Take a stroll through the park in the winter and you’ll see the barren branches of trees splitting off in all directions. Turn that picture upside down and you’ll have a good idea of what the airways of your lungs look like. The branches of your airways develop with the help of a protein called YAP. Researchers used mice to investigate exactly what YAP is up to. Blocking the activity of YAP in specific regions of the developing airways prevented new branches forming at these particular points. Further digging revealed that YAP controls division of the cells that form the tubes of the airways. So unsurprisingly, totally removing YAP in mouse lungs resulted in the complete failure of branch formation. Unlike healthy mouse lungs (left) with fully formed branched airways, mutant lungs (right) were made of clumps of cysts and didn’t function at all.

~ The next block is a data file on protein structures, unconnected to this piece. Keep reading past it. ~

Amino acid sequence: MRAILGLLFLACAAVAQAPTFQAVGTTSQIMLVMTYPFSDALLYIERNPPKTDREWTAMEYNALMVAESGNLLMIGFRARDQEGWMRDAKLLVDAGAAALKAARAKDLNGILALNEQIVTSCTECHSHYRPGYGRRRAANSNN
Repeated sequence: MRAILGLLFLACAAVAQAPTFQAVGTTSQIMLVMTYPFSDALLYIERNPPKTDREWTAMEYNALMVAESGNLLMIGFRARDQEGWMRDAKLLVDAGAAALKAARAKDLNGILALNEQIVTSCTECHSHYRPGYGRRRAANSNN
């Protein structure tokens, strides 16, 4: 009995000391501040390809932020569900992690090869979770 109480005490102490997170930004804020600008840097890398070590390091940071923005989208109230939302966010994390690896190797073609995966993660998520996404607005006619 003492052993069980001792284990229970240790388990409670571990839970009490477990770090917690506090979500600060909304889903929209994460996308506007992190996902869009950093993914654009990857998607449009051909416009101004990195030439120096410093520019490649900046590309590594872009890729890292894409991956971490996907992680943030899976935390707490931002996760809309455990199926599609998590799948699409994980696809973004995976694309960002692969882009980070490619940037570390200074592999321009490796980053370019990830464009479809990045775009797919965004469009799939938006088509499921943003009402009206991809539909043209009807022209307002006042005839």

Written by Lux Fatimathas
BPoD stands for Biomedical Picture of the Day. Managed by the MRC London Institute of Medical Sciences the website aims to engage everyone, young and old, in the wonders of biomedicine. Images are kindly provided for inclusion on this website through the generosity of scientists across the globe.